History

Roman planes found in Germany, dating to the 1st to 3rd century AD
Roman planes found in Germany, dating to the 1st to 3rd century AD

Hand planes are ancient, originating thousands of years ago. Early planes were made from wood with a rectangular slot or mortise cut across the center of the body. The cutting blade or iron was held in place with a wooden wedge. The wedge was tapped into the mortise and adjusted with a small mallet, a piece of scrap wood or with the heel of the user's hand. Planes of this type have been found in excavations of old sites as well as drawings of woodworking from medieval Europe and Asia. The earliest known examples of the woodworking plane have been found in Pompeii although other Roman examples have been unearthed in Britain and Germany. The Roman planes resemble modern planes in essential function, most having iron wrapping a wooden core top, bottom, front and rear, and an iron blade secured with a wedge. One example found in Cologne has a body made entirely of bronze without a wooden core.[1] A Roman plane iron used for cutting moldings was found in Newstead, England.[2] Histories prior to these examples are not clear although furniture pieces and other woodwork found in Egyptian tombs show surfaces carefully smoothed with some manner of cutting edge or scraping tool. There are suggestions that the earliest planes were simply wooden blocks fastened to the soles of adzes to effect greater control of the cutting action.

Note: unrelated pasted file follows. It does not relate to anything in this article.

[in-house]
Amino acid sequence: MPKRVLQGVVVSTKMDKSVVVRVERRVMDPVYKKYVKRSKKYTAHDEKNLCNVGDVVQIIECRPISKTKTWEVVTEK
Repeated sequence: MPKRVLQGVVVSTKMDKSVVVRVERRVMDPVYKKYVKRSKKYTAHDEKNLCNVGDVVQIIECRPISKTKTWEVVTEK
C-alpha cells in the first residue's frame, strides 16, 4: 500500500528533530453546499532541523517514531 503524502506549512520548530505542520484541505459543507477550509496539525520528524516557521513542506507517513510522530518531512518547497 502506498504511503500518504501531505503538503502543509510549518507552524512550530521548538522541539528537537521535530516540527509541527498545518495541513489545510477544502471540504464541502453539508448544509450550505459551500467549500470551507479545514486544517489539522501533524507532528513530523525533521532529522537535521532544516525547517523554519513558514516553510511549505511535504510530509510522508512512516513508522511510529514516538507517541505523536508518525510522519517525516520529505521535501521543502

In the mid-1860s, Leonard Bailey began producing a line of cast iron-bodied hand planes, the patents for which were later purchased by Stanley Rule & Level, now Stanley Works. The original Bailey designs were further evolved and added to by Justus Traut and others at Stanley Rule & Level. The Bailey and Bedrock designs became the basis for most modern metal hand plane designs manufactured today. The Bailey design is still manufactured by Stanley Works.

In 1918 an air-powered handheld planing tool was developed to reduce shipbuilding labor during World War I. The air-driven cutter spun at 8000 to 15000 rpm and allowed one man to do the planing work of up to fifteen men who used manual tools.[3]

Modern hand planes are made from wood, ductile iron or bronze which produces a tool that is heavier and will not rust.

Parts

Bench plane (top), block plane (below)
Bench plane (top), block plane (below)
A modern milled chipbreaker secured atop a bench plane iron
A modern milled chipbreaker secured atop a bench plane iron